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About the Author
Date of Birth:October 2, 1904
Date of Death:April 3, 1991
Place of Birth:Berkhamsted, England
Place of Death:Vevey, Switzerland
Education:Balliol College, Oxford
Read an Excerpt
I am now in my twenty-second year and yet the only birthday which I can clearly distinguish among all the rest is my twelfth, for it was on that damp and misty day in September I met the Captain for the first time. I can still remember the wetness of the gravel under my gym shoes in the school quad and how the blown leaves made the cloisters by the chapel slippery as I ran recklessly to escape from my enemies between one class and the next. I slithered and came to an abrupt halt while my pursuers went whistling away, because there in the middle of the quad stood our formidable headmaster talking to a tall man in a bowler hat, a rare sight already at that date, so that he looked a little like an actor in costume — an impression not so far wrong, for I never saw him in a bowler hat again. He carried a walking-stick over his shoulder at the slope like a soldier with a rifle. I had no idea who he might be, nor, of course, did I know how he had won me the previous night, or so he was to claim, in a backgammon game with my father.
I slid so far that I landed on my knees at the two men's feet, and when I picked myself up the headmaster was glaring at me from under his heavy eyebrows. I heard him say, 'I think this is the one you want — Baxter Three. Are you Baxter Three?'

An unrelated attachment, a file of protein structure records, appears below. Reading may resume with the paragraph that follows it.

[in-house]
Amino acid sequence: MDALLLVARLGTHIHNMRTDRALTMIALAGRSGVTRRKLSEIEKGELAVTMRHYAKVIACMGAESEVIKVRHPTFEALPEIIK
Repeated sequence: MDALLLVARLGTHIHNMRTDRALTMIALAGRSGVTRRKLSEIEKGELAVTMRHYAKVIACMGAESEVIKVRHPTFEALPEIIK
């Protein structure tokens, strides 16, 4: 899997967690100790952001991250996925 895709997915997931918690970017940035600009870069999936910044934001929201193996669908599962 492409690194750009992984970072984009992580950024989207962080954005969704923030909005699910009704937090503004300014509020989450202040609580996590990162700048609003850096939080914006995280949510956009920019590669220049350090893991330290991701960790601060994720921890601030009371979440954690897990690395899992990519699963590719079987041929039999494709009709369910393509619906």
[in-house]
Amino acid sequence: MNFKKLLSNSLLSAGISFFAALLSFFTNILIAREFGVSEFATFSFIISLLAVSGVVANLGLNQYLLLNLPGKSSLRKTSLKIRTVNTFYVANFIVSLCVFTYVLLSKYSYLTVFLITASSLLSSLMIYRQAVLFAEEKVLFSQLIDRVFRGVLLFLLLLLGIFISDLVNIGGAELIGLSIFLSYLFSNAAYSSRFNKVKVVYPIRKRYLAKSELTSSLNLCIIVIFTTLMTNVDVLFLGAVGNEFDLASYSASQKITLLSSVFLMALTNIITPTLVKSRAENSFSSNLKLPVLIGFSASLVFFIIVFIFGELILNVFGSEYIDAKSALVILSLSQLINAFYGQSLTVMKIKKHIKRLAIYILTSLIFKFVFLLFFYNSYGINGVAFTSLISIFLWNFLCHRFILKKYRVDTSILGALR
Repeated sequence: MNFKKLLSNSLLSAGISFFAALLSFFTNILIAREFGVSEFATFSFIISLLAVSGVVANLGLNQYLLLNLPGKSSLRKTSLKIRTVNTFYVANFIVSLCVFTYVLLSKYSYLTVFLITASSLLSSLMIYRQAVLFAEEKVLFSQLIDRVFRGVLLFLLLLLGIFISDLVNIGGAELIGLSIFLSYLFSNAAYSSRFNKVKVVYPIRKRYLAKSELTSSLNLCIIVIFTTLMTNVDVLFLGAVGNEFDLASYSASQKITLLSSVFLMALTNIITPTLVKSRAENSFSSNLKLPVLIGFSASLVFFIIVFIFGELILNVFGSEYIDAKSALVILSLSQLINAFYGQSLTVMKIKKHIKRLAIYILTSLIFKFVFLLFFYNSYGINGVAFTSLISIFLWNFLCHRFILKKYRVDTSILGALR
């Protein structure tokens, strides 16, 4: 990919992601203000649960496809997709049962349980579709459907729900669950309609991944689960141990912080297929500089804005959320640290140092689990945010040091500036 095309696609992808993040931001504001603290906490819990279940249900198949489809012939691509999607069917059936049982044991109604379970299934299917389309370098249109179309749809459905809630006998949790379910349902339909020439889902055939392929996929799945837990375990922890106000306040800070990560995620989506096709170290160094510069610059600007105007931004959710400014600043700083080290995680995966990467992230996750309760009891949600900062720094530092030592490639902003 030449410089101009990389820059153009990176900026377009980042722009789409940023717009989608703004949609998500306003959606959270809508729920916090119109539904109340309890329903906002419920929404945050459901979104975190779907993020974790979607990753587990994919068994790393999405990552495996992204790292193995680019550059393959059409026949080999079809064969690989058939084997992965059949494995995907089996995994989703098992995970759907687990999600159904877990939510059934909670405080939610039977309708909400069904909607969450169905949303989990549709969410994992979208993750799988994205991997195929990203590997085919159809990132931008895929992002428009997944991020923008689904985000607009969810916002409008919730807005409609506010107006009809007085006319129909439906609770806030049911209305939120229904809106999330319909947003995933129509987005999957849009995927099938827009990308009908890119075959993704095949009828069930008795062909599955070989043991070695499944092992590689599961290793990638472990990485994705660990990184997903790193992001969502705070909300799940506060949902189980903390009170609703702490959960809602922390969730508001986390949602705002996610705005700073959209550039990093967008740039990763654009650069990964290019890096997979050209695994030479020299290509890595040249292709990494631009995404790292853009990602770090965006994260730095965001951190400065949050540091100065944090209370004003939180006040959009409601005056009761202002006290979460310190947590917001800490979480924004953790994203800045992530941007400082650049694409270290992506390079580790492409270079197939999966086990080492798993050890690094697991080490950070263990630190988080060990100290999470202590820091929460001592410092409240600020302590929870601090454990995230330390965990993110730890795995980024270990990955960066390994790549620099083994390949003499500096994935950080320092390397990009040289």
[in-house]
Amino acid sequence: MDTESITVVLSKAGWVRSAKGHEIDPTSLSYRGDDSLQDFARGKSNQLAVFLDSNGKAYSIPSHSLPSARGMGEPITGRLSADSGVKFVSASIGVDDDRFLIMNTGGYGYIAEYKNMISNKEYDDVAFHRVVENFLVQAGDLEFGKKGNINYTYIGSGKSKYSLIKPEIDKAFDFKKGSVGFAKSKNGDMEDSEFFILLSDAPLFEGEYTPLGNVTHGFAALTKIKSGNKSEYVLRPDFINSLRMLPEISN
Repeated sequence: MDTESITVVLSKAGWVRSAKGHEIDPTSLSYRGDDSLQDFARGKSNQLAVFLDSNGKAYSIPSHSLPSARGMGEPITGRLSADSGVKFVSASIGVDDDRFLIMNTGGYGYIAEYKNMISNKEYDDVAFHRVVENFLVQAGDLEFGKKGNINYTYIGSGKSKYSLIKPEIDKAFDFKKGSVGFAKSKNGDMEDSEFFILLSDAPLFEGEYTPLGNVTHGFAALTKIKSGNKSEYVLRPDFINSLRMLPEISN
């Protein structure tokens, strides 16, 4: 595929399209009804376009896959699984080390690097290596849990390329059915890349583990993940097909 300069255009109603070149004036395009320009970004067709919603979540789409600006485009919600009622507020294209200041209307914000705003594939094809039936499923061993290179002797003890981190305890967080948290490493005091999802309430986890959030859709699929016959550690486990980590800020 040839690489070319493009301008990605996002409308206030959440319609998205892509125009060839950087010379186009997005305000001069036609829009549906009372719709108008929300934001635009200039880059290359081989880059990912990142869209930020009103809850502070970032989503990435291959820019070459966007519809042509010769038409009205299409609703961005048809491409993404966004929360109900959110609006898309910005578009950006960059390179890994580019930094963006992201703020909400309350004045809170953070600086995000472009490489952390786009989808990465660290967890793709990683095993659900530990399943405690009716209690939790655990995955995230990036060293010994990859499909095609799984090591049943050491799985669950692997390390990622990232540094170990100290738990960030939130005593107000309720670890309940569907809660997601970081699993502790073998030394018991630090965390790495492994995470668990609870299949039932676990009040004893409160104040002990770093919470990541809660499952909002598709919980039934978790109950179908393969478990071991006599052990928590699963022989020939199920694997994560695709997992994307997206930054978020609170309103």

'Yes, sir,' I said.
The man, whom I would never come to know by any more permanent name than the Captain, said, 'What does Three indicate?'
'He is the youngest of three Baxters,' the headmaster said, 'but not one of them is related by blood.'
'That puts me in a bit of a quandary,' the Captain said. 'For which of them is the Baxter I want? The Christian name, unlikely as it may sound, is Victor. Victor Baxter — the names don't pair very well.'
'We have little occasion here fore Christian names. Are you called Victor Baxter?' the headmaster inquired of me sharply.
'Yes, sir,' I said after some hesitation, for I was reluctant to admit to a name which I had tried unsuccessfully to conceal from my fellows. I knew very well that Victor for some obscure reason was one of the unacceptable names, like Vincent or Marmaduke.
'Well then, I suppose that this is the Baxter you want, sir. Your face needs washing, boy.'
The stern morality of the school prevented me from telling the headmaster that it had been quite clean until my enemies had splashed it with ink. I saw the Captain regarding me with brown, friendly and what I came to learn later from hearsay, unreliable eyes. He had such deep black hair that it might well have been dyed and a long thin nose which reminded me of a pair of scissors left partly ajar, as though his nose was preparing to trim the military moustache just below it. I thought that he winked at me, but I could hardly believe it. In my experience grown-ups did not wink, except at each other.
'This gentleman is an old boy, Baxter,' the headmaster said, 'a contemporary of your father's he tells me.'
'He has asked permission to take you out this afternoon. He has brought me a note from your father, and as today is a half holiday, I see no reason why I shouldn't give my consent, but you must be back at your house by six. He understands that.'
'You can go now.'